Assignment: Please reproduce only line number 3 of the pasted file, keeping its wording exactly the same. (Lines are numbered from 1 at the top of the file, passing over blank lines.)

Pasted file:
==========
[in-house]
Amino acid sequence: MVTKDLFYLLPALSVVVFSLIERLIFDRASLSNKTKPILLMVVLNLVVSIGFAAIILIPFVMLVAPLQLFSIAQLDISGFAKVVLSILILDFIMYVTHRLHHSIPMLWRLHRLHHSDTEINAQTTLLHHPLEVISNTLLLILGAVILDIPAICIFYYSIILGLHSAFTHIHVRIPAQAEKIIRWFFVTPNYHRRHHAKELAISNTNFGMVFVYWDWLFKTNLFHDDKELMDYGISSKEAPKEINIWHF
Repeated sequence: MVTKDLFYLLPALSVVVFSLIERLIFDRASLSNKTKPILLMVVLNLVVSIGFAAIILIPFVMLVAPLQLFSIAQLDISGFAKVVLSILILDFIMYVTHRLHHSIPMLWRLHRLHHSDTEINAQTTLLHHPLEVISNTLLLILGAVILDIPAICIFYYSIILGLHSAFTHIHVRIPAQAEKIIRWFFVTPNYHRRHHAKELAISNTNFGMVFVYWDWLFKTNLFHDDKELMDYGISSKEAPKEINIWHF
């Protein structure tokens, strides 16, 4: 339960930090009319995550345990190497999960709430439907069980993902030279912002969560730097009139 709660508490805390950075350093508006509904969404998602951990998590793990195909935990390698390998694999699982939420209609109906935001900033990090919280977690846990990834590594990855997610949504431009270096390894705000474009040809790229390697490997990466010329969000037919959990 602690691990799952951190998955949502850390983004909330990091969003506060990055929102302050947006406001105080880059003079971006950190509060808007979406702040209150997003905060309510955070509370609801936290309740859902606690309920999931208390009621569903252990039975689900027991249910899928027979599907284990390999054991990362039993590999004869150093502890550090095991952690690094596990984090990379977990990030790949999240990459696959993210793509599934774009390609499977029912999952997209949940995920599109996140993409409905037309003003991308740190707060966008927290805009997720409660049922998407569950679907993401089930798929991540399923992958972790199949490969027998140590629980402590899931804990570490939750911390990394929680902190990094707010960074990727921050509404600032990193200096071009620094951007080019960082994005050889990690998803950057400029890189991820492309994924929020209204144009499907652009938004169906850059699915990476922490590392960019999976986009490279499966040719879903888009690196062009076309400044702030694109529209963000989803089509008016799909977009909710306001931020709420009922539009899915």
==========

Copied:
Repeated sequence: MVTKDLFYLLPALSVVVFSLIERLIFDRASLSNKTKPILLMVVLNLVVSIGFAAIILIPFVMLVAPLQLFSIAQLDISGFAKVVLSILILDFIMYVTHRLHHSIPMLWRLHRLHHSDTEINAQTTLLHHPLEVISNTLLLILGAVILDIPAICIFYYSIILGLHSAFTHIHVRIPAQAEKIIRWFFVTPNYHRRHHAKELAISNTNFGMVFVYWDWLFKTNLFHDDKELMDYGISSKEAPKEINIWHF